Ciao'd while watching Monday Night Football.
Judging from this photo, no one can resist Red Beans and Rice. Back in the day, the iconic Creole dish was made on Monday using the bone from Sunday's ham supper for flavor. As the women went about their household chores (Monday was traditionally laundry day), the beans simmered leisurely on the stove. I'm guessing that the smoky, spicy, rich aroma made their tasks more enjoyable. I know it would for me.
What's not to like? Earthy, creamy kidney beans, smoky, often spicy sausage, and the salty ham bone that sends a rich ripple through the dish compose a triumvirate of tasty goodness. It's the kind of dish that even when you know you should stop eating, you insert your spoon again. And again. Red Beans and Rice brings warmth to the table on a cold day. And it's just the thing to feed a crowd.
So what's up with the Italian thing? My riff on Red Beans and Rice doesn't bastardize the original version. It tilts it just a bit. Rather than the kidney beans that form the base of the southern dish, I opted for Borlotti beans. Borlotti beans are related to kidney beans so this is not much of a stretch. That said, I appreciate the Borlotti's chestnutty flavor and creaminess. I replaced the bacon with pancetta which does take the smokiness down a notch but its quiet sweetness contributes a subtle counterpoint to the saltiness of its fellow ingredients. Basil, oregano and a generous dose of garlic round out the deliciousness.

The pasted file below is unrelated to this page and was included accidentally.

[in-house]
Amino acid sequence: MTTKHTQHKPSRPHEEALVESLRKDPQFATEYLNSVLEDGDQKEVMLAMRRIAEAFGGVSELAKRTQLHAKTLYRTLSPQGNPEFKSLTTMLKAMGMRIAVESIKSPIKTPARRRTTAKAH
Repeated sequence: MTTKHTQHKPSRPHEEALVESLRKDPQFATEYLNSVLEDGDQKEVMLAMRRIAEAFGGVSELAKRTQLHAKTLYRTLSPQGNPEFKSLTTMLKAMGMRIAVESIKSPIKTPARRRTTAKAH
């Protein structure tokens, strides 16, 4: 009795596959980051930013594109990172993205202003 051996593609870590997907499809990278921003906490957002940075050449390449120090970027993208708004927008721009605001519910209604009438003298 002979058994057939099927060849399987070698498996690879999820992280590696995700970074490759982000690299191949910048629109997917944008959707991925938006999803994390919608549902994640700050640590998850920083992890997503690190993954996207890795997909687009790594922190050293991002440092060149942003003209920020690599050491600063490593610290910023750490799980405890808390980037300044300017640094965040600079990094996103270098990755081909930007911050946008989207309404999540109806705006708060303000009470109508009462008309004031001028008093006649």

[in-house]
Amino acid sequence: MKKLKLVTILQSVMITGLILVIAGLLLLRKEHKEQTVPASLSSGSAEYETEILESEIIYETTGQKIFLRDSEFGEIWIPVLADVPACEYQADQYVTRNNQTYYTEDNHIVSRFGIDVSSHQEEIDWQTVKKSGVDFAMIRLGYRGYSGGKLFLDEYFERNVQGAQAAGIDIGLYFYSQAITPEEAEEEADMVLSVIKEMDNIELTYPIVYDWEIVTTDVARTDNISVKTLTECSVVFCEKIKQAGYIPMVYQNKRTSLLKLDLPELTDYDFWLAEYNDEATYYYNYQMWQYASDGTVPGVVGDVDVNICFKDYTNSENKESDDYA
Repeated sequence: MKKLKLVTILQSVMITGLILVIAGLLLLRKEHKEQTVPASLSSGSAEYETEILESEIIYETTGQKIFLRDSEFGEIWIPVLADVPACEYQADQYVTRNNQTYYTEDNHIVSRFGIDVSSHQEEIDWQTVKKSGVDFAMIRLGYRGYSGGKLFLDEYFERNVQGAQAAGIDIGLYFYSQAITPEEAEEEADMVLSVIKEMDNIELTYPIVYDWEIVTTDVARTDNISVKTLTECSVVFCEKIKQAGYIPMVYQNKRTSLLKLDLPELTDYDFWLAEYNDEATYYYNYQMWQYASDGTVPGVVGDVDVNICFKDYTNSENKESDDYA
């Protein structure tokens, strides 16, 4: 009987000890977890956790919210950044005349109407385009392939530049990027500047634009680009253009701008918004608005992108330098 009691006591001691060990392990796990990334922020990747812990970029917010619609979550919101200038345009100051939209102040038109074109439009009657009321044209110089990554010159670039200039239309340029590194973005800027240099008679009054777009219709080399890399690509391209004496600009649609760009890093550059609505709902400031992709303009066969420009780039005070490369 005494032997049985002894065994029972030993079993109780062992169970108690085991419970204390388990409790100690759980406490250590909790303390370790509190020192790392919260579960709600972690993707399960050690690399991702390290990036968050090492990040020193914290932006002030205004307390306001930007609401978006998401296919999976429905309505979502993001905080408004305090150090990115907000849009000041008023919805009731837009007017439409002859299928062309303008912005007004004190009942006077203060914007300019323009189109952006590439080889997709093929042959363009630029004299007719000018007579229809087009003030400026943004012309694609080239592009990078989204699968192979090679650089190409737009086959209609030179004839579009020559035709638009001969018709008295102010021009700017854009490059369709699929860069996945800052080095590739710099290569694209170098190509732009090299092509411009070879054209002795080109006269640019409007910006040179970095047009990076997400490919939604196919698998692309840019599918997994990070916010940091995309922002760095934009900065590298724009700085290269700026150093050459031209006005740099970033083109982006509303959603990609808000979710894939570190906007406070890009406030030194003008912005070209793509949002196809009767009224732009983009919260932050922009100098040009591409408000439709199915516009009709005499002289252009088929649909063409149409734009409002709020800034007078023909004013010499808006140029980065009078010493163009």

A word about the rice. The bean mixture is traditionally served atop long-grained white rice. When I cook the rice, I toss it in butter with a dash of salt and pepper to lightly toast it prior to adding the liquid. Toasting refers to a light pre-cooking of the grain to enhance its flavor and aroma rather than imparting color to it. Some of you may recognize this as a technique employed when making risotto. Italian meet Creole. It's so nice when diverse cultures can get along.
ITALIAN RED BEANS AND RICE
This dish cooks at a leisurely pace but the prep is a cinch. Cook the beans until the mixture is less of a soup and more of a creamy, slightly thickened stew. If you prefer a thicker consistency, remove a cup of the beans, mash them and return to the pot. The saltiness of the meats will naturally flavor the beans. Wait until the end of cooking to adjust the seasoning, if needed.
Serves 6 to 8
1 pound dried Borlotti beans
2 tablespoons olive oil
3/4 pound smoked sausage, such as Andouille, cut into 1-inch slices
1/4 pound diced pancetta
1 medium yellow onion, chopped
2 stalks celery, chopped
1 green bell pepper, chopped
3 garlic cloves, finely chopped
Freshly ground black pepper
1/4 teaspoon red pepper flakes (optional)
1 teaspoon dried basil
1 teaspoon dried oregano
2 bay leaves
1 ham hock, about 1 to 1 1/2 pounds
Kosher salt, to taste
Chopped green onions or parsley, for garnish
6 to 8 cups hot, cooked long-grain rice
Rinse beans, place in a large deep pot, cover with water by two inches and bring to a boil. Cook for 5 minutes, cover, remove from the heat and soak 1 hour. Drain.
In the same pot, heat the olive oil over medium-high heat. Add the sausage and cook until browned, about 5 minutes. Transfer to a plate. Add the pancetta and cook until the fat is rendered. Add the onion, celery and bell pepper and cook until softened, about 5 minutes. Stir in the garlic, black pepper, and the red pepper, if using, along with the basil, oregano and bay leaves. Cook, stirring, for 3 minutes. Return the sausage to the pot along with the beans and ham hock. Add 8 cups of water.
Bring to a boil. Reduce the heat and simmer, uncovered, stirring occasionally, until the beans are tender, about 2 hours. Remove the bay leaves and discard. Remove the ham hock, pick off the meat and add to the pot. Taste for seasoning. Serve over hot, cooked long-grain rice topped with green onions or parsley, if desired.